|Review: Dream Theater - Black Clouds and Silver Linings|
|Black Clouds and Silver Linings|
Label: Roadrunner Records
Year released: 2009
Genre: Progressive Metal
Review online: July 29, 2009
Reviewed by: Hermer Arroyo
for:Black Clouds and Silver Linings
Rated 3.74/5 (74.81%) (77 Votes)
Dream Theater, a name that nneds no introduction. They have been delivering their brand of Progressive Metal for more than twenty years. Always doing things their way, some of their albums have been good while others have been quite mediocre. This is their tenth album and it follows the same trend as their latest records – by that I mean ultra-long compositions performed by very skilled musicians that have very little clue how to write a song.
Black Clouds and Silver Linings has six songs and four of them pass the twelve minute mark. Now, when you make songs with that kind of length you better keep the listener interested the whole time and, unfortunately, Dream Theater fails in this aspect for the majority of the album. With the possible exception of the fifteen minute opener "A Nightmare to Remember" the record is an excuse for showing off, and contrary to previous efforts there are no songs here that manage to keep your attention all the way through. I know that technical ability is one of the trademarks of Dream Theater, but when it is almost impossible to listen to an album in one sitting you have to wonder where they want to go. Seriously, I think that most of their impressive instrumental sections on the album were made to hide the fact that there is no real song. Not only that, but some of the stuff here sounds like the band did it before, an example of this is the ballad "Wither" and "Shattered Fortress", both are average at best and I swear that I heard them five years ago.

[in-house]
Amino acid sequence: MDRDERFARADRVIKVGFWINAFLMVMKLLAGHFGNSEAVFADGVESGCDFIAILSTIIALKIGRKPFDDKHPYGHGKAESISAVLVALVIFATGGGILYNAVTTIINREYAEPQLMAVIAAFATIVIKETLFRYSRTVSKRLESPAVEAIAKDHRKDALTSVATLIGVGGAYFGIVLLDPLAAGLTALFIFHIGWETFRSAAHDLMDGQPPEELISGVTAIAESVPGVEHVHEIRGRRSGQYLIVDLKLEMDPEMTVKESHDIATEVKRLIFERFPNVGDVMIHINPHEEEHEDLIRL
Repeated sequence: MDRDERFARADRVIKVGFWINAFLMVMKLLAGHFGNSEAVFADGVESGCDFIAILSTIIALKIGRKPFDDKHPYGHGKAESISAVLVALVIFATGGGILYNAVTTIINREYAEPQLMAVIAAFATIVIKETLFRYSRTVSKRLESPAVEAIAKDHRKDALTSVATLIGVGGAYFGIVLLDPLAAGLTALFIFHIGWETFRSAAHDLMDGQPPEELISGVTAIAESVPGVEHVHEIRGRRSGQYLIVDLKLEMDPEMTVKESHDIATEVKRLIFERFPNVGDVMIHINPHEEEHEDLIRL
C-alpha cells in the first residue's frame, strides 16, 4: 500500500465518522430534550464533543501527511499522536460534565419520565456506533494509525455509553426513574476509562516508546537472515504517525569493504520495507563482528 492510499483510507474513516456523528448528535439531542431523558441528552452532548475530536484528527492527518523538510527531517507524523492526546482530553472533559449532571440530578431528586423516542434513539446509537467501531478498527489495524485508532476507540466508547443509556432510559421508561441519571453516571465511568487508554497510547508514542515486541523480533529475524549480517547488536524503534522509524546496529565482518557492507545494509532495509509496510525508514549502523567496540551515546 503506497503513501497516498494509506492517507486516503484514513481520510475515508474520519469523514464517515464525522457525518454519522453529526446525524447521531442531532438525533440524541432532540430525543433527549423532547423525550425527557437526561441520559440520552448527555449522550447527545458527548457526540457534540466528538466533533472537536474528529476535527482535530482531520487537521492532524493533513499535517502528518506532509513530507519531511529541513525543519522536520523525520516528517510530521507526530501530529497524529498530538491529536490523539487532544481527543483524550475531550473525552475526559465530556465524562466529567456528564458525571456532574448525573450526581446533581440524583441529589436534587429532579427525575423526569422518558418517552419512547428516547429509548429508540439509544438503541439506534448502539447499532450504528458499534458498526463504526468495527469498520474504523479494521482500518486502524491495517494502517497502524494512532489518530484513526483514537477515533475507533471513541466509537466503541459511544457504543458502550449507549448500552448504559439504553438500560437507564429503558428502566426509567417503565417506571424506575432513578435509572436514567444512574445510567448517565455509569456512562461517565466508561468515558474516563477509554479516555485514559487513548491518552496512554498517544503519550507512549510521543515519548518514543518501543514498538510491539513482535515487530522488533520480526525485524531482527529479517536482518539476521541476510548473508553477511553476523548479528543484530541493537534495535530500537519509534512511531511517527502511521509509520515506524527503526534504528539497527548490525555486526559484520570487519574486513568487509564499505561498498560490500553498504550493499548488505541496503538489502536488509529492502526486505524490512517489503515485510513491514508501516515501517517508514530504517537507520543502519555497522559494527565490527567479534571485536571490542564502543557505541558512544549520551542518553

There are some good points though: the musicianship and top notch production, after all this is Dream Theater. For prog aficionados there are plenty of solos, whether it is the guitar, drums, keyboards or even bass there is something that will leave you satisfied. Also the classical influences are very noticeable here; "The Best of Times" stands out.
At the end of the day, this is the classic formula of an aggressively average Dream Theater album. They could have gone in a different direction but their style remains the same. To be fair, while I didn't enjoy it nearly as much as Systematic Chaos, the album gets better with each listen but I don't recommend listening to it in one sitting (unless you are a big fan of them or have a lot of patience). Every time that a band as big as Dream Theater releases an album it is going to sell and this will be no exception. But the real question is, is it worth it? Depends, if you are a big fan of the band it is a solid purchase, however if you never liked Progressive Metal you should avoid it as there is nothing here that you haven't heard before.
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